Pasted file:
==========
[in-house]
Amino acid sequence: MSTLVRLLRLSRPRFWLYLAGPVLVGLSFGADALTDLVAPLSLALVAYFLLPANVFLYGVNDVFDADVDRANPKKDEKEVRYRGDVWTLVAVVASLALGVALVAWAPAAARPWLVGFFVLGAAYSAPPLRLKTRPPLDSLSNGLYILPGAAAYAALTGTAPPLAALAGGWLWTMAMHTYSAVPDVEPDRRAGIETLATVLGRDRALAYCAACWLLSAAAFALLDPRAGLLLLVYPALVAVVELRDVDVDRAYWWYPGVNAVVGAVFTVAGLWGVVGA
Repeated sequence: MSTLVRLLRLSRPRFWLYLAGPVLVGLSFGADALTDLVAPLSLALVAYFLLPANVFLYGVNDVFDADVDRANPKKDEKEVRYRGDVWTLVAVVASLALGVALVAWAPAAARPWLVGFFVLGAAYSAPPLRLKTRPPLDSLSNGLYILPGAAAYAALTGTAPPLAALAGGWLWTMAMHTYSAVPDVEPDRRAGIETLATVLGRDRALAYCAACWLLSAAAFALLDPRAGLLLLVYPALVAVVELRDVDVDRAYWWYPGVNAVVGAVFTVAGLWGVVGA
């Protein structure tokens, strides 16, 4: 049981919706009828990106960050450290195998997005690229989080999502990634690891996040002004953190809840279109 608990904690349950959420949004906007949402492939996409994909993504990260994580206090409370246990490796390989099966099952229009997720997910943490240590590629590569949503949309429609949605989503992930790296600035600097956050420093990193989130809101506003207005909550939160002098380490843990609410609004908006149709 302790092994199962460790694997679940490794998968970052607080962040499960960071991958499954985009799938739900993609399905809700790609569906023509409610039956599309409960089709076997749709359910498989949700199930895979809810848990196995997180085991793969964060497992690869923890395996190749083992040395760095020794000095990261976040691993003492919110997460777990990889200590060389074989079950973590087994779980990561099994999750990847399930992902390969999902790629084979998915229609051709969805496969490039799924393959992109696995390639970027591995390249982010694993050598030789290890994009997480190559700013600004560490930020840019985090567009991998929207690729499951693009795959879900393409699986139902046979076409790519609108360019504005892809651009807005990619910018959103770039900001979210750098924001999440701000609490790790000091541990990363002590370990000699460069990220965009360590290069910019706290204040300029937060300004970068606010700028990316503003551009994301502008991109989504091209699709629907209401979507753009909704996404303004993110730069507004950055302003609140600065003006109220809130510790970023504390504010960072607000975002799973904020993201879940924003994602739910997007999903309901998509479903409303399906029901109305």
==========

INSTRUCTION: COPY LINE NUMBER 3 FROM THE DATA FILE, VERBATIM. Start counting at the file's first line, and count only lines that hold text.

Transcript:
Repeated sequence: MSTLVRLLRLSRPRFWLYLAGPVLVGLSFGADALTDLVAPLSLALVAYFLLPANVFLYGVNDVFDADVDRANPKKDEKEVRYRGDVWTLVAVVASLALGVALVAWAPAAARPWLVGFFVLGAAYSAPPLRLKTRPPLDSLSNGLYILPGAAAYAALTGTAPPLAALAGGWLWTMAMHTYSAVPDVEPDRRAGIETLATVLGRDRALAYCAACWLLSAAAFALLDPRAGLLLLVYPALVAVVELRDVDVDRAYWWYPGVNAVVGAVFTVAGLWGVVGA